Yeah, and I don't really disagree with the author's idea that there were a sizable amount of people (certainly not all) who voted against transit because they are against growth and change and feel that somehow if we stop planning, the growth and change will just go away. And that density is the problem (but in the same breath, we don't have enough affordable housing). AAHHHHH. Drives me nuts. Yes, of course we are sometimes too generous in giving deals to developers. But we also need a lot more housing stock if we are going to significantly bring down rent prices. I know I'm preaching to the choir here... I don't think this is everyone, and I think that a more modest transit proposal will pass.
  14. 12Mouth

    The Transportation and Mass Transit Megathread

    And so presumably, so are sidewalks, which are lanes dedicated to pedestrians. Let's encourage people to walk in the middle of the road instead. While we are at it, why do we make planes land at airports - they should have equal use of our roads!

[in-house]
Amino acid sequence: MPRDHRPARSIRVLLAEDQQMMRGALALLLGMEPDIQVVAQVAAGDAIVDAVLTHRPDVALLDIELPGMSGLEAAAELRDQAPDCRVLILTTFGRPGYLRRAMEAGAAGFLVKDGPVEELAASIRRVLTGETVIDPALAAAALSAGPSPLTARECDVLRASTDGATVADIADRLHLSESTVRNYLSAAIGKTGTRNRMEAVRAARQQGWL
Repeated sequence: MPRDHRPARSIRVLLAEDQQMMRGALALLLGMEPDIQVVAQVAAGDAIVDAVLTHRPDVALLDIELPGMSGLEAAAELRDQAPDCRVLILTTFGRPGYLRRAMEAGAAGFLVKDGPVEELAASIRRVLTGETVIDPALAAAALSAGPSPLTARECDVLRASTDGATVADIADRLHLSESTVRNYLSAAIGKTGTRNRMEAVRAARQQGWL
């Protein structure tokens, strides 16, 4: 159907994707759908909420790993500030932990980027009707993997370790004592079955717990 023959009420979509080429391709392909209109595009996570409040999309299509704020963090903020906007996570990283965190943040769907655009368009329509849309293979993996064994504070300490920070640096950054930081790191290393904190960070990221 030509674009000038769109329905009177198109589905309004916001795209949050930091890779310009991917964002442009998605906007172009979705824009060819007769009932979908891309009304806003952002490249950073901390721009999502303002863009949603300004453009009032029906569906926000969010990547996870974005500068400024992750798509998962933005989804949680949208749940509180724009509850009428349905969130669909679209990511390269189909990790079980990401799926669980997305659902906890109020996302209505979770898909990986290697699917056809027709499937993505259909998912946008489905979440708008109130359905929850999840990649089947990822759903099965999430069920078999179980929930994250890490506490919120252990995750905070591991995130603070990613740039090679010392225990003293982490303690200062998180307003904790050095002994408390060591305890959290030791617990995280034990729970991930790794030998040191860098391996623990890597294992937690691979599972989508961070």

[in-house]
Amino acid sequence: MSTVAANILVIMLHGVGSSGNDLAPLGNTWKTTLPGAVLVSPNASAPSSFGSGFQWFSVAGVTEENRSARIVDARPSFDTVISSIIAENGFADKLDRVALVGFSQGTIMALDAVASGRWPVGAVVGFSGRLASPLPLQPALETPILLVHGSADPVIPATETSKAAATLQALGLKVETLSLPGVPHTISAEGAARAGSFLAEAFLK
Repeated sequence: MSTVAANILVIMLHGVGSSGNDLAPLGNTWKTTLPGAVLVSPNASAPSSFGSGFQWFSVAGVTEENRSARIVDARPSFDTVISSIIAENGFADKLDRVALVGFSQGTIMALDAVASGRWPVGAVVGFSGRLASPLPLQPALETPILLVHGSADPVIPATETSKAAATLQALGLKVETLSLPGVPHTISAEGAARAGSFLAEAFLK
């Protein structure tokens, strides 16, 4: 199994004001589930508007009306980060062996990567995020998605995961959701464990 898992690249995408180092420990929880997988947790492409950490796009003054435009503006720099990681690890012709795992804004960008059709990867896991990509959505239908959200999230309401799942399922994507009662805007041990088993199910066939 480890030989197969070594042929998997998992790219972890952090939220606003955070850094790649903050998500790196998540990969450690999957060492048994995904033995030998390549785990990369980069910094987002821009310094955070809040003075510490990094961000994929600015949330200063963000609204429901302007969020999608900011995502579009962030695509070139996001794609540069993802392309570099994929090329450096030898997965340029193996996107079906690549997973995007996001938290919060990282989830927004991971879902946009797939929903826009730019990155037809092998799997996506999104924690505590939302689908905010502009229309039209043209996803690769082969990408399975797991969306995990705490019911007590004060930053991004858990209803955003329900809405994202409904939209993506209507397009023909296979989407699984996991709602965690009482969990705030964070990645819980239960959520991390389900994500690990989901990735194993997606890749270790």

15. 12Mouth

    The Transportation and Mass Transit Megathread

    That was actually my first thought when it was clear that this was going to fail. I think the political realities will make transit challenging, but not impossible. I have lots of friends who voted no on both sides of the aisle, all of whom said versions of the same thing: too expensive and not enough incorperation of future technology. I do wonder about starting with specific transit taxes on districts to fund lines that benefit them: Vandy, Belmont, East Nashville, Music Row, 12South, Hillsboro Village, Melrose, Wedgewood Houston, Downtown, Germantown. They would all vote yes. You’d have to do the math on what you would get, but I imagine those same taxes applied only in those areas would generate a good deal of money.